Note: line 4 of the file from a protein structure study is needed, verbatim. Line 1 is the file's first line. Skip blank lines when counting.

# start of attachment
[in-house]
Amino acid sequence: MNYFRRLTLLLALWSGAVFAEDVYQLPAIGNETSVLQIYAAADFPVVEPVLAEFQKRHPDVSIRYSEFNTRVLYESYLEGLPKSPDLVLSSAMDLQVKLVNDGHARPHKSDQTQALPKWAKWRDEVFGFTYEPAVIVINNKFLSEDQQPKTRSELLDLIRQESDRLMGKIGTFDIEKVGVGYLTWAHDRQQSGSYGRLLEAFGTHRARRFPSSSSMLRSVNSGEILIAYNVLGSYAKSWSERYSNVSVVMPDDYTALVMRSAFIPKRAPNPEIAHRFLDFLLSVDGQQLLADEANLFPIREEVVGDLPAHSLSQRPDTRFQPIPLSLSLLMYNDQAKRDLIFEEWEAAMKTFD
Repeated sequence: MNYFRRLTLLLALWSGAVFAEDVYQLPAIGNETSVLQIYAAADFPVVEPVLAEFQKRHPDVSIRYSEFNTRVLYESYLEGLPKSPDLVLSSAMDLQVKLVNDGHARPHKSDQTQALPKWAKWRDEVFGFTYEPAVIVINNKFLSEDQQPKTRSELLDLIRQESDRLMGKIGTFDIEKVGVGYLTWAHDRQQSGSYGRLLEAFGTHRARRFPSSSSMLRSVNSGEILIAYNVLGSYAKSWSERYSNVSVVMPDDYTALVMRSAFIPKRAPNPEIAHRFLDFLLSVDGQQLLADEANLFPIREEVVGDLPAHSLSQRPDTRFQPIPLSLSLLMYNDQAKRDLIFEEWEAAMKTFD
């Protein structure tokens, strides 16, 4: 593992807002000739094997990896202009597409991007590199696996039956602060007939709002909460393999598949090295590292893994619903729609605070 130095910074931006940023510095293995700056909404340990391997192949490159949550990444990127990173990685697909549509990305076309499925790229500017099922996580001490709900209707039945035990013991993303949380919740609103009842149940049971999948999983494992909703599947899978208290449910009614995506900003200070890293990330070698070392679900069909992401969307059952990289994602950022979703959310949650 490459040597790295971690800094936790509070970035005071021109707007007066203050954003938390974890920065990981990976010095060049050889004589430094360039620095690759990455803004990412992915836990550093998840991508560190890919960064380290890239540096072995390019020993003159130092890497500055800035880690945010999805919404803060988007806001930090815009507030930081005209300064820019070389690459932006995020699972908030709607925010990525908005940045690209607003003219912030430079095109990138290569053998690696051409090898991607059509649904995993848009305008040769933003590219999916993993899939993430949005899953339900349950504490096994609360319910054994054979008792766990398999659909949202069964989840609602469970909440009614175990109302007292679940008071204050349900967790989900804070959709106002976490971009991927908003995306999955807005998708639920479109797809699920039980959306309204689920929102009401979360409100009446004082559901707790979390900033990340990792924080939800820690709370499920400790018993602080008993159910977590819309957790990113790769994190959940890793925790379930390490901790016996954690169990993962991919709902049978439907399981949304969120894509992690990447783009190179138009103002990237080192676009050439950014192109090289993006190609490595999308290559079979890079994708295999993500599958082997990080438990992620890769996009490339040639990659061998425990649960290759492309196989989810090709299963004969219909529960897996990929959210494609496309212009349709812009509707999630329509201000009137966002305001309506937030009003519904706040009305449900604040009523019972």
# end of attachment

């Protein structure tokens, strides 16, 4: 593992807002000739094997990896202009597409991007590199696996039956602060007939709002909460393999598949090295590292893994619903729609605070 130095910074931006940023510095293995700056909404340990391997192949490159949550990444990127990173990685697909549509990305076309499925790229500017099922996580001490709900209707039945035990013991993303949380919740609103009842149940049971999948999983494992909703599947899978208290449910009614995506900003200070890293990330070698070392679900069909992401969307059952990289994602950022979703959310949650 490459040597790295971690800094936790509070970035005071021109707007007066203050954003938390974890920065990981990976010095060049050889004589430094360039620095690759990455803004990412992915836990550093998840991508560190890919960064380290890239540096072995390019020993003159130092890497500055800035880690945010999805919404803060988007806001930090815009507030930081005209300064820019070389690459932006995020699972908030709607925010990525908005940045690209607003003219912030430079095109990138290569053998690696051409090898991607059509649904995993848009305008040769933003590219999916993993899939993430949005899953339900349950504490096994609360319910054994054979008792766990398999659909949202069964989840609602469970909440009614175990109302007292679940008071204050349900967790989900804070959709106002976490971009991927908003995306999955807005998708639920479109797809699920039980959306309204689920929102009401979360409100009446004082559901707790979390900033990340990792924080939800820690709370499920400790018993602080008993159910977590819309957790990113790769994190959940890793925790379930390490901790016996954690169990993962991919709902049978439907399981949304969120894509992690990447783009190179138009103002990237080192676009050439950014192109090289993006190609490595999308290559079979890079994708295999993500599958082997990080438990992620890769996009490339040639990659061998425990649960290759492309196989989810090709299963004969219909529960897996990929959210494609496309212009349709812009509707999630329509201000009137966002305001309506937030009003519904706040009305449900604040009523019972």